uneven legs

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Forum topic by watermark posted 04-16-2013 06:24 AM 3150 views 0 times favorited 11 replies Add to Favorites Watch
View watermark's profile


483 posts in 1970 days

04-16-2013 06:24 AM

Topic tags/keywords: question

I glued up the legs for this table using dowels. I applied glue and snugged the legs to the slab and then set it on the a flat level surface and applied pressure to make sure the legs were all solid on the ground. I then flipped it back upside down to let the glue dry without the squeeze out running down and ruining my finish. I guess one of the legs moved when I set it upside down to dry or the glue pushed the joints apart unevenly because now one leg is about 1/8” off in one corner and the table rocks if you put weight on the sides

I would like to know if anyone has advice or ideas to remedy the wobbly table. It sits fine on carpet and with one of those little felt stickers for chair legs on the uneven corner stops the wobble on solid surface. My idea is to flip it and re-level all legs with my router jig or add 4 small plugs on all 3 legs to be sanded down and fine tuned to sit level on what ever surface it finds a home at when I sell it.

I am hesitant to run and ask questions but after searching through past forums and not finding answers but learning a lot I feel like by asking it also helps future LJ members.

Thanks for any ideas

-- "He who has no dog, hunts with a cat" Portuguese proverb

11 replies so far

View widdle's profile


2069 posts in 3026 days

#1 posted 04-16-2013 07:04 AM

I like to shim the legs however necessary..then use a pull saw and stay parallel to whatever you are calling flat..Remember to account for the blade..

View widdle's profile


2069 posts in 3026 days

#2 posted 04-16-2013 07:10 AM

Too fine tune it , although looks like a beefy table….Glue some sandpaper to your flat surface , and work away..

View crank49's profile


4032 posts in 2998 days

#3 posted 04-16-2013 12:34 PM

What kind of glue did you use?
If the long leg is wobbly, then can you just rock and twist it loose and remove it.
Then you could reattach it correctly.
If you used urethane “Gorilla type” glue, I would remove all legs and start over.
I have had nothing but frustration with this kind of glue when used in an application where it is subjected to shear forces. And a leg attachment is almost all shear loading.

View waho6o9's profile


8207 posts in 2604 days

#4 posted 04-16-2013 01:21 PM

View JoeinGa's profile


7736 posts in 2034 days

#5 posted 04-16-2013 01:39 PM

I had similar issues when building benches (and small tables for give-aways). I’d make sure the legs were level using an area of my shop floor that I checked and KNOW is level. Several times after I’d give one away, the person would come back and say “It wobbles”. And therein lies the problem.

You have no way of knowing how level someone ELSE’s floor will be.

So I used to tell the people that got my stuff to try it in several different areas of the floor, even spin it around several times to be certain, then let me know which leg I need to fix and I will do a bit of sanding.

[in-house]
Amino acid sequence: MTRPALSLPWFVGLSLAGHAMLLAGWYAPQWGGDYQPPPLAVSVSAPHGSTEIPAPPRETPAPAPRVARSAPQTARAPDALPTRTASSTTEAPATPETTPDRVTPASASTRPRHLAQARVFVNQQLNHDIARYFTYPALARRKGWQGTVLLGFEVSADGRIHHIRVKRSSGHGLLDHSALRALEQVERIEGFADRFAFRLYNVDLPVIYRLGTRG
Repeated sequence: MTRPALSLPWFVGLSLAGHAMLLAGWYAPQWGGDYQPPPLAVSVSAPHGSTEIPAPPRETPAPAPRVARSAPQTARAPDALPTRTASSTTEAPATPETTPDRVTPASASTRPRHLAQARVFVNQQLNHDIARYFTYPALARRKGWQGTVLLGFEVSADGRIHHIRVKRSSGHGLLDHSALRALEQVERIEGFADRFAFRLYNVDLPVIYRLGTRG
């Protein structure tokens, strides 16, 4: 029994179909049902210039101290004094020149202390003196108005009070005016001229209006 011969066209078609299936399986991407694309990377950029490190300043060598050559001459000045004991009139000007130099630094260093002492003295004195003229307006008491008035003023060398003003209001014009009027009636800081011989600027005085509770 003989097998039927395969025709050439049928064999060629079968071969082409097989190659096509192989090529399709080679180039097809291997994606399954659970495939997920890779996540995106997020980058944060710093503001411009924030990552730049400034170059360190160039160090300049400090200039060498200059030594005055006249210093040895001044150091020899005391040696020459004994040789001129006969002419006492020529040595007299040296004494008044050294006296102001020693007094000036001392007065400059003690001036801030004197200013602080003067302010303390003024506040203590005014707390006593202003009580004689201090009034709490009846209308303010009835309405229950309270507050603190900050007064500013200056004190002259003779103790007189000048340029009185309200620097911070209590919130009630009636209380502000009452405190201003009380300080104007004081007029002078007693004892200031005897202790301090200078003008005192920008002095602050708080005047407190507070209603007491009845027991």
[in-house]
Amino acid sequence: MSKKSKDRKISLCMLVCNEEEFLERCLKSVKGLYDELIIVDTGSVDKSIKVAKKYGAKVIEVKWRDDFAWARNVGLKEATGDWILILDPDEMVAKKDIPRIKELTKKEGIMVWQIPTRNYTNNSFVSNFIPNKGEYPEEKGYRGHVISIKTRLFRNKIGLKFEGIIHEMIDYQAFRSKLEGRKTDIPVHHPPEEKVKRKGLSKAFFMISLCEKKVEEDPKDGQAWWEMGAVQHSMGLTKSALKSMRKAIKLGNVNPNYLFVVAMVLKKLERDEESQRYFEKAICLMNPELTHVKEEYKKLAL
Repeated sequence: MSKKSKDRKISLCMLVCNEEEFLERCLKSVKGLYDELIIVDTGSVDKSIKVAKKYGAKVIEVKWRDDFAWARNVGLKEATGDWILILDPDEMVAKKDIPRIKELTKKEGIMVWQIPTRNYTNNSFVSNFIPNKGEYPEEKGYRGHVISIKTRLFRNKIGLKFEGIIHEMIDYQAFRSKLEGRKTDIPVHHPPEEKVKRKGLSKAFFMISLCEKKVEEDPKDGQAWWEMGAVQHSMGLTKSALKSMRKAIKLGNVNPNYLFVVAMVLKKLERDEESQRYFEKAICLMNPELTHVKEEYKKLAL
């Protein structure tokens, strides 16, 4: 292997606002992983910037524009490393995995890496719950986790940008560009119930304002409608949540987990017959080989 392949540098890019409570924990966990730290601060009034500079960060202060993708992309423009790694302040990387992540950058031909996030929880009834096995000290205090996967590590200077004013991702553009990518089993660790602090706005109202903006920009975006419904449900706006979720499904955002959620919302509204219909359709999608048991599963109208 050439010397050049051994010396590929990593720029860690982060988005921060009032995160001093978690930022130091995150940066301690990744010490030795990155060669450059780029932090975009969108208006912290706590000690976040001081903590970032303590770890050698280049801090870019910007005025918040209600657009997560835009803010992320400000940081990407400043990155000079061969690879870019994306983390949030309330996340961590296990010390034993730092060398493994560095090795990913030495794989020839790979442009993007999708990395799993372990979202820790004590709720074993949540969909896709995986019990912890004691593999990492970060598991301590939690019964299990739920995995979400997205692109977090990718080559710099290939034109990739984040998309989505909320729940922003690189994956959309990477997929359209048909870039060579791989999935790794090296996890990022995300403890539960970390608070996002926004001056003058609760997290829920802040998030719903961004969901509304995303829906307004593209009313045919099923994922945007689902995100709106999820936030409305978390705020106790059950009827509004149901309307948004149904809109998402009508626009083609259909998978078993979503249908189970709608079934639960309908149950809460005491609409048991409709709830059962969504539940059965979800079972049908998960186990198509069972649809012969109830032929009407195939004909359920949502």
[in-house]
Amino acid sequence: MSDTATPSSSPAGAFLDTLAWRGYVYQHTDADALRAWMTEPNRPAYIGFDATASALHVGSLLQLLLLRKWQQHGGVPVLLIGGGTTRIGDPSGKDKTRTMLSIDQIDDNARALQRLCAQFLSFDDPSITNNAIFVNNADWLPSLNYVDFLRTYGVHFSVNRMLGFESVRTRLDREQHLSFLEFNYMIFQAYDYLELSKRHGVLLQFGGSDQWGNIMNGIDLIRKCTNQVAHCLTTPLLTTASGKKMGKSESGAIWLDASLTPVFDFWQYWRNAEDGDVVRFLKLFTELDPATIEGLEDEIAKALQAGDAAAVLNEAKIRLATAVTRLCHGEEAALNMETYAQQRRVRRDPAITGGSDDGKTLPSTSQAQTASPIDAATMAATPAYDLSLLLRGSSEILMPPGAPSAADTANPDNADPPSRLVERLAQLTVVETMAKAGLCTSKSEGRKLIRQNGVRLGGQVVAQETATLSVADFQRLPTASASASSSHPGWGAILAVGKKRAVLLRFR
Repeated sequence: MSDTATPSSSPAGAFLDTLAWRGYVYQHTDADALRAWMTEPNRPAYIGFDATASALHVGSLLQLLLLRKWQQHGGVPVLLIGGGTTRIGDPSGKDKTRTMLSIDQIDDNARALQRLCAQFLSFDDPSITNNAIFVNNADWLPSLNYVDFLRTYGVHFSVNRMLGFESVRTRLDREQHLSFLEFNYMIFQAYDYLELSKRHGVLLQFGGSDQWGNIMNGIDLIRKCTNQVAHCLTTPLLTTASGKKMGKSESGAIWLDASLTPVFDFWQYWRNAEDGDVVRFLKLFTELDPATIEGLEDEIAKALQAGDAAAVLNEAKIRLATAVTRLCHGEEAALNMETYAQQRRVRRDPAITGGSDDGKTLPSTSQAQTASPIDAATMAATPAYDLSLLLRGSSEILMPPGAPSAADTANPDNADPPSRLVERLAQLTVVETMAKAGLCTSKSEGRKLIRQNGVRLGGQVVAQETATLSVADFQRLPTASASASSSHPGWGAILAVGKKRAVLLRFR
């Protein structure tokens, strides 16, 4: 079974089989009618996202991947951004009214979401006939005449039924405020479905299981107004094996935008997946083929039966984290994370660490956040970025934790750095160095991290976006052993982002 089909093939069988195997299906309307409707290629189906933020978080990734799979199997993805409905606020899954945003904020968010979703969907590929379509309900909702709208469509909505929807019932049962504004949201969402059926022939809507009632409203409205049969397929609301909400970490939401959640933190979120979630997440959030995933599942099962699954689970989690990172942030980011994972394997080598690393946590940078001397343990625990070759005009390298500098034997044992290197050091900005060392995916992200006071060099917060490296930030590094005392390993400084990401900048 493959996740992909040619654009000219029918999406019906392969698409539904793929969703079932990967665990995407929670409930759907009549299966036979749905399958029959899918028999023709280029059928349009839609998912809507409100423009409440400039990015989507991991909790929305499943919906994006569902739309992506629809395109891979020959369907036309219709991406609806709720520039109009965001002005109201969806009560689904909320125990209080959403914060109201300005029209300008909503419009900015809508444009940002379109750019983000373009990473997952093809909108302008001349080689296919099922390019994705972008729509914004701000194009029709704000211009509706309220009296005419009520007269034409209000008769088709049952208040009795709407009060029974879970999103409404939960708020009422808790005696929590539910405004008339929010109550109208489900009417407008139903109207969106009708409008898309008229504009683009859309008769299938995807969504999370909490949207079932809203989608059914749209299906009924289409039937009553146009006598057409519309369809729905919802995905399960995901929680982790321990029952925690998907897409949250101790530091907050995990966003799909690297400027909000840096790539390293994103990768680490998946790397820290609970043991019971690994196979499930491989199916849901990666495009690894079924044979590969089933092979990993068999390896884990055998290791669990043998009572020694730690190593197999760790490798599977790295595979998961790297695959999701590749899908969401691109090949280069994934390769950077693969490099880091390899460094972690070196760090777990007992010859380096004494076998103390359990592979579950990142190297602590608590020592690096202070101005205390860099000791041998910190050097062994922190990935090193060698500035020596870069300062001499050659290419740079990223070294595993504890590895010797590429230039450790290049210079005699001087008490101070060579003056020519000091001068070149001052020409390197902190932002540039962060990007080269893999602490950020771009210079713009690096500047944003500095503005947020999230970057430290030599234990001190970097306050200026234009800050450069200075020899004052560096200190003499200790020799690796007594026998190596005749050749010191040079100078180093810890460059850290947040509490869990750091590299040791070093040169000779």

It was a no-win situation

-- Perform A Random Act Of Kindness Today ... Pay It Forward

View watermark's profile


483 posts in 1970 days

#6 posted 04-16-2013 06:41 PM

Thanks everyone for the ideas.

Widdle- I like your ideas but I’m not real confident with the pull saw and those legs are real hard wood. I like the intuitiveness of the sandpaper idea but might have issues explaining why sandpaper is glued to the garage floor :) I will keep it in mind for smaller tables for sure.

Crank49- I used elmers glue and the legs are all solid to the table just rocks from side to side if you put weight on the outside.

Joe- That’s exactly why I am hesitant to set up my router jig because it may sit perfect the way it is where ever it finds a home.

Is it really unprofessional of me to sell it as is with a packet of felt furniture pads for the customer to use to level it in its final location?

-- "He who has no dog, hunts with a cat" Portuguese proverb

View widdle's profile


2069 posts in 3026 days

#7 posted 04-16-2013 07:26 PM

The video is about what i do..Except i use the pull saw as the chair sits…the plexiglass or equivalent gets notched on three sides and use that as a guide horizontally to the floor’ with my left thumb slightly presses down as i saw with my right .. it parallel…Playing cards work well for shims.. But as you mentioned about all floors being different..With that amount of leg surface on your table..mabye some small leather pads would be an idea ?

View AUBrian's profile


86 posts in 2699 days

#8 posted 04-16-2013 07:32 PM

If you’re good with a plane, then take very small passes on the bottom of the leg in question, and check the wobble between passes

View 489tad's profile


3370 posts in 3039 days

#9 posted 04-16-2013 08:12 PM

Is there a gap between the bottom and top of a leg? If so I’d cut the dowels, clean up the surfaces and start over. If not I would plane the longer leg.

Nice bench.

-- Dan, Naperville IL, I.G.N.

View Earlextech's profile


1162 posts in 2718 days

#10 posted 04-16-2013 08:36 PM

Set the table on what you know to be a flat and level surface (I use the table saw for this). Draw a scribe line on the longer legs then trim to the line. Really easy and works every time.

-- Sam Hamory - The project is never finished until its "Finished"!

View watermark's profile


483 posts in 1970 days

#11 posted 05-05-2013 03:57 AM

This is the solution I came up with. Just had my wisdom teeth pulled and not up to poking around in the shop yet but seems like it will do the trick and easily adjust with a little sanding to sit level on any floor.

-- "He who has no dog, hunts with a cat" Portuguese proverb

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